A New Vision for Institutional Research

By Leah Ewing Ross, Consultant, Association for Institutional Research

This month, AIR will release the Statement of Aspirational Practice for Institutional Research.Lead-Story-Graphic-dark.png
 
Overview

The Statement of Aspirational Practice for Institutional Research establishes a future-oriented vision of high-quality institutional research practices centered on student success. It is a response to myriad disruptive innovations in higher education, including new technologies, new business structures, and new data, all of which increase capacity for information that supports decision making. The new vision for IR presented in the aspirational statement stems from changes in the field—that is, more people have access to the tools and data that used to reside solely in the IR office. In addition, growing numbers of stakeholders are broadly engaged in the use of data and information to make decisions on tactical, operational, and strategic levels.

Origin

The concept for the Statement of Aspirational Practice for Institutional Research grew out of conversations in the field about the conditions necessary for effective IR functions in support of student success. As one of three projects that comprise the Improving and Transforming Institutional Research in Postsecondary Education initiative, the aspirational statement was crowdsourced to ensure that it resonates with producers and consumers of institutional research.  

“Every institution should have students and their success as the primary focus. There is great value in identifying institutional research functions and institutional practices that will help maintain this focus throughout our work.”
—Elgin Community College

To kick off this project, AIR members responded to an open call for ideas about a future-oriented vision for IR. Subject matter experts (also AIR members) vetted those ideas and provided guidance on the crafting of the aspirational statement. As the statement developed, a wide variety of higher education stakeholders and leaders, including AIR members, were interviewed and provided feedback on drafts of the statement.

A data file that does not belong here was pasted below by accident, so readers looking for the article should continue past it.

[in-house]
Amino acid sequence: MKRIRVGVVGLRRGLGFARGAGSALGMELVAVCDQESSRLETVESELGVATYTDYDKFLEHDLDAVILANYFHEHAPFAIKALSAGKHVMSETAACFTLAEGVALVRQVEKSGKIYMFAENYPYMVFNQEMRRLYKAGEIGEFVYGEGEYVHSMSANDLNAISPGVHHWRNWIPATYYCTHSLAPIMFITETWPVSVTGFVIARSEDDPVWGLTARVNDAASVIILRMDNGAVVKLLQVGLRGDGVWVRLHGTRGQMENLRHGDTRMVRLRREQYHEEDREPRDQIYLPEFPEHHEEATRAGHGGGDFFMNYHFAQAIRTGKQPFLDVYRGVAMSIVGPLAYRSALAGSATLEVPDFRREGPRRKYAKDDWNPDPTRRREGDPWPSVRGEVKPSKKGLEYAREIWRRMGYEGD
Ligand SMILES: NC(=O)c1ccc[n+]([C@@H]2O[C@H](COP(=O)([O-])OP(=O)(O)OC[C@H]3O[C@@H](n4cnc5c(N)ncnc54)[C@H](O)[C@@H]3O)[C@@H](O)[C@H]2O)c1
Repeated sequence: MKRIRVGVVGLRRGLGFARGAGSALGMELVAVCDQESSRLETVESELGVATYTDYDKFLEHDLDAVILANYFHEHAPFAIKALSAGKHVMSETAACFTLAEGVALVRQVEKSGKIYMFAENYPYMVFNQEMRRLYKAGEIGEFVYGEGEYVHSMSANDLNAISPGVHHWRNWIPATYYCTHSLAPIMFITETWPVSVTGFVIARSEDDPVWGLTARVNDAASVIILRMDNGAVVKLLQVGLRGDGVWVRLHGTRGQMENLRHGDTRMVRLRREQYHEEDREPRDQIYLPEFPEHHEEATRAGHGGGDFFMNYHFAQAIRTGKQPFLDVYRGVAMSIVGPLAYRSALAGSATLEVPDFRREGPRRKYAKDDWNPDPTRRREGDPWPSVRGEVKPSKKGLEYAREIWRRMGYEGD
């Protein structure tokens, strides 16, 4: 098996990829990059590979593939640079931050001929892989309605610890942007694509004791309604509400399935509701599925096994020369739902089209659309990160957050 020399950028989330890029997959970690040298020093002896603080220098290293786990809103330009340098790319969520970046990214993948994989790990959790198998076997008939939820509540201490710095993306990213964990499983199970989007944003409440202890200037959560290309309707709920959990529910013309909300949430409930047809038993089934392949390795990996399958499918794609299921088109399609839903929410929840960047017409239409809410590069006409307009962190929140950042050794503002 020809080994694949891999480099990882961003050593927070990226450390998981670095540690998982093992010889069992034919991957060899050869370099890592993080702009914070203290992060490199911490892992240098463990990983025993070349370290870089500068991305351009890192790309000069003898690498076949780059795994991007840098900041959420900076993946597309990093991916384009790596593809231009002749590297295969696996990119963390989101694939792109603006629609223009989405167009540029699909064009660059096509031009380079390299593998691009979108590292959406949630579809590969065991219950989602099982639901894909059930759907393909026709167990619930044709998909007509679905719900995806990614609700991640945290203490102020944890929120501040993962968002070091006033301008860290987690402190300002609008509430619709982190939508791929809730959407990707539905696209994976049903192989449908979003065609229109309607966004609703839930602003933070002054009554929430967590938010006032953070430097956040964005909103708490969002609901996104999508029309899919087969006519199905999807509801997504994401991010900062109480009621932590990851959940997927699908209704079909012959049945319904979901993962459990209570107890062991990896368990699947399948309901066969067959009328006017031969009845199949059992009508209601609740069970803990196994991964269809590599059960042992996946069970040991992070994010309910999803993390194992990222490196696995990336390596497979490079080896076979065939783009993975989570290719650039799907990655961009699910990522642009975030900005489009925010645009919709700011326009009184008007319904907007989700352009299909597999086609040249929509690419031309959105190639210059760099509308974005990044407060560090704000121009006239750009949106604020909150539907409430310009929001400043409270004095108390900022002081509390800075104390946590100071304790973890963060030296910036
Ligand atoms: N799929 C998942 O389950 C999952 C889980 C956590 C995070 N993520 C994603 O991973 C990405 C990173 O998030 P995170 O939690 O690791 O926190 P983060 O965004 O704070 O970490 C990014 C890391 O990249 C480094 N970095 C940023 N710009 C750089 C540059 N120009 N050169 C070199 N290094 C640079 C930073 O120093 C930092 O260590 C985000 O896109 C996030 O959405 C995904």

Ten colleges and universities piloted the first complete draft of the statement: Bridgepoint Education; Elgin Community College; Indiana University-Purdue University Indianapolis; Olin College of Engineering; Spelman College; Spokane Falls Community College; University of Denver; University of Nevada, Las Vegas; University of Wisconsin-Stout; and Utah Valley University. Feedback gathered from the pilot sites—recognized as the Founding Institutions of the Statement of Aspirational Practice for Institutional Research—was used to fine-tune the statement and ensure that it is visionary and action-oriented.

Opportunity

The Statement of Aspirational Practice for Institutional Research is designed as a vehicle with which to initiate conversations among producers and consumers of IR. It provides opportunities to rethink the scope and capacity of the IR function, which is broader than the traditional IR office. That is, the statement encourages readers to consider institution-wide functions of data use and analysis as well as the role of an IR office.

“This is a real paradigm shift. This is not just continuous improvement, but reengineering of the institutional research function—a cultural change.”
—Indiana University-Purdue University Indianapolis

The report featuring the statement includes suggestions for creating a call to action by vetting the statement with stakeholders and decision makers. Gatherings that include representatives from academic affairs, student affairs, IR, and other units on campus will set the stage for rich conversations about data and decision making. Together, participants can determine which components of the statement apply to your institution, which are aspirational, and how resources can be used to achieve desired goals in fulfillment of this new vision for IR.

AIR members are encouraged to read the forthcoming report, share the material with decision makers, and take active roles in convening groups to discuss the ideas presented in the aspirational statement. We look forward to learning about the conversations that take place at your institution.

AIR expresses great appreciation for Amelia Parnell and Kristina Powers, whose contributions to the planning, exploration, and foundational work of this project were instrumental in the development of the Statement of Aspirational Practice for Institutional Research.

 

 

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